The U.S. Supreme Court’s deep disagreements over the death penalty were evident yesterday during oral argument on the rights of death row inmates to challenge lethal injection as cruel and unusual punishment, the Washington Post reports. With questions and comments from the justices revealing an even split along liberal-conservative lines, the outcome could depend on Justice Anthony M. Kennedy, the centrist who is the court’s swing voter now that Sandra Day O’Connor has retired.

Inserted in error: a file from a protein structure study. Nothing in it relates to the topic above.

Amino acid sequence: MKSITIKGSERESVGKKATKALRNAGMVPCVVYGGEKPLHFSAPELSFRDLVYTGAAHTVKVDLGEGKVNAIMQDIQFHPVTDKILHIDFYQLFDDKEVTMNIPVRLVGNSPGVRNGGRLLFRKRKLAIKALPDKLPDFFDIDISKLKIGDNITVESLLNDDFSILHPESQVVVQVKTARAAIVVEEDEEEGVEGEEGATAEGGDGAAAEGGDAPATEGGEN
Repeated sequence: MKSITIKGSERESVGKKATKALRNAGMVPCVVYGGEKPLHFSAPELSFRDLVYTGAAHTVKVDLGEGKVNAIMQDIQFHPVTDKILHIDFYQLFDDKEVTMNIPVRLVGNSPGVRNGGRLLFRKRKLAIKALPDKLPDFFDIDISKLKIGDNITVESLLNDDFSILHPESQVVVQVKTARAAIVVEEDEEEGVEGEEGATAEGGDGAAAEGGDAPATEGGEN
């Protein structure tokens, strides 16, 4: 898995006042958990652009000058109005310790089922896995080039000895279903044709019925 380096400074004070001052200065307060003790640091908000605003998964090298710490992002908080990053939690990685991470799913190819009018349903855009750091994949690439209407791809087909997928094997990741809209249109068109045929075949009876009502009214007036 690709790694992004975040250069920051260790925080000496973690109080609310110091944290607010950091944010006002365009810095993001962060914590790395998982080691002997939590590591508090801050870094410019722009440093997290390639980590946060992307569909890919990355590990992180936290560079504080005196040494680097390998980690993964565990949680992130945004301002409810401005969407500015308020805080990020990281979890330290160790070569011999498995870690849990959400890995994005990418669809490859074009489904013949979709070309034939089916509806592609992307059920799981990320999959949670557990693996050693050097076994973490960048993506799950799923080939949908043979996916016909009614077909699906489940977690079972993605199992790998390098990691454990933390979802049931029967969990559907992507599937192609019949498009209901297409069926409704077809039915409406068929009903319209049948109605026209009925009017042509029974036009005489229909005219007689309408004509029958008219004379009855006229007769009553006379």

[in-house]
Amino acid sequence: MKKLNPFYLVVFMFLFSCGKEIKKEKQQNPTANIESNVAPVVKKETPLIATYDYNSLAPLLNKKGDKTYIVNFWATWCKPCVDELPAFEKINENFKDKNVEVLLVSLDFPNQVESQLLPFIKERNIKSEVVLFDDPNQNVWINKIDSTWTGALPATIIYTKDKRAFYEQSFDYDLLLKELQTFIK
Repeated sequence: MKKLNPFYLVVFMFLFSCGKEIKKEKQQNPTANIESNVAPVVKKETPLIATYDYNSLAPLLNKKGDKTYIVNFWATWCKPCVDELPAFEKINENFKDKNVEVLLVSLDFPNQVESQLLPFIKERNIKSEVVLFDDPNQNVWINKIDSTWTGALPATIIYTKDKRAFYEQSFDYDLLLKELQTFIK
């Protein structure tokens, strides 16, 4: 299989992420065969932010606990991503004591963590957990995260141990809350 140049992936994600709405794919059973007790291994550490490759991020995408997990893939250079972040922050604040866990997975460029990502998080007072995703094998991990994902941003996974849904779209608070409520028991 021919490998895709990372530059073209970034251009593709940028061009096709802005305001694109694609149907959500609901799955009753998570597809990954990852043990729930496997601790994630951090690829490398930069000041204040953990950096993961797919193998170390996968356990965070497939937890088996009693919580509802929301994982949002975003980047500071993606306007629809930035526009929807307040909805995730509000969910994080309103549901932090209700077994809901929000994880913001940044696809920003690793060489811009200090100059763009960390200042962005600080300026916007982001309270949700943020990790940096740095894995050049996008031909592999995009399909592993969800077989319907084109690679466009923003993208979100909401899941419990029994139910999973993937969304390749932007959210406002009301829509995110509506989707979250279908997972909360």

The court is considering Florida death row inmate Clarence Hill’s contention that the three-drug injection used by Florida, 36 other states, and the federal system risks harsh but undetectable pain. Death row inmates’ attorneys have won stays of execution based on what they say is new medical information showing a risk of great pain if poorly trained personnel mishandle the anesthetic that is supposed to render inmates unconscious. The issue before the court is not whether lethal injection is unconstitutional. It is whether courts should treat a prisoner’s assertion that a particular method of execution is unconstitutional as a civil rights case, as Hill argues, or as a petition for habeas corpus, as Florida says. The question is critical, because Congress has put strict limits on habeas corpus claims but not on civil rights suits.